Germany hopes to develop a new strike aircraft to replace its aging Panavia Tornado bombers.
Germany hopes to develop a new strike aircraft to replace its aging Panavia Tornado bombers. Berlin expects to hold preliminary discussions with its European partners about the nascent project in 2016, according to a report from Reuters. 
According to a draft German defense ministry document obtained by the newswire, it is not clear if the new warplane would be manned, unmanned or optionally manned. However, according to the Reuters report, an optionally manned aircraft is a distinct possibility. But what is clear is that Berlin views the project as a collaborative European effort similar to the Eurofighter Typhoon  or the Tornado before it.
There are few details available about the prospective new aircraft, but if it is intended to replace the Tornado, the jet is likely to be designed as a dedicated strike aircraft. If the Luftwaffe follows the American lead, the new jet is likely to be a stealthy design. Nor would it be the first German stealth aircraft design— Messerschmitt-Bölkow-Blohm (present day Airbus Group) designed the Lampyridae in 1980s independent of the United States to at least the radar cross section model stage .
It is also likely the that the new German aircraft would be optimized to defeat a wider range of frequencies than current stealth aircraft like the Lockheed Martin F-22 Raptor or F-35—given that it would enter service in the 2030s. The threat environment in the 2030s is likely to feature an array of networked low frequency radars operating in the UHF and VHF-bands that could detect and track current stealth aircraft. Indeed, such systems are already starting to proliferate today.
As such, it is possible that a future Luftwaffe strike aircraft could feature a flying wing configuration—which is easier to optimize against those threats. It might share characteristics with the U.S. Navy’s X-47B prototype  or the French-led, which involves Greek, Italian, Spanish, Swedish and Dassault nEUROn  Swiss industrial participation. But it is also likely that the German project is substantially different from the nEUROn in many regards. Otherwise, the project would be unnecessarily duplicative.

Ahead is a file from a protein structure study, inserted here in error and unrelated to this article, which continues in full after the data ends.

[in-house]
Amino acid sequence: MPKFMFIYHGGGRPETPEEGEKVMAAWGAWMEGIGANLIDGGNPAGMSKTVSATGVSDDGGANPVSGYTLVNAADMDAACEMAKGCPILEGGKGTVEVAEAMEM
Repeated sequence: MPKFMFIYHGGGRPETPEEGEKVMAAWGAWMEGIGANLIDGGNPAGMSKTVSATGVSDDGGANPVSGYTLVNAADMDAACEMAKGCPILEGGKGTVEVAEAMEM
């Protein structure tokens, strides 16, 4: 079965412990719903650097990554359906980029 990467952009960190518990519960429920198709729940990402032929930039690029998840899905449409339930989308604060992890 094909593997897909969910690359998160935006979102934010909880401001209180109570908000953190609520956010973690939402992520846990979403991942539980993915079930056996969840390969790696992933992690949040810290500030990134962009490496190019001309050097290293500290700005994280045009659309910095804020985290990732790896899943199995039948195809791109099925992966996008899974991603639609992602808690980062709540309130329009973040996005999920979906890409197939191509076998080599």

Nonetheless, Germany is not looking to develop a new bomber on its own. While Berlin has the largest economy and the best overall industrial base in Europe, Germany’s once-mighty aerospace sector was all but dismantled after World War II. While Berlin still has a strong civil aerospace industry with manufacturers like MTU and parts of the Airbus Group, Germany has not built a completely indigenous jet fighter or bomber since the days of the Messerschmitt Me-262 and Arado Ar 234. It would take time to rebuild that industrial base.
Meanwhile, the Reuters report noted that the Luftwaffe is also considering extending the Tornado’s service life into the mid-2030s. Previously, the venerable twin-engine variable geometry wing bomber had been slated to be retired in the mid-2020s.
Dave Majumdar is the defense editor for the National Interest. You can follow him on Twitter: @davemajumdar .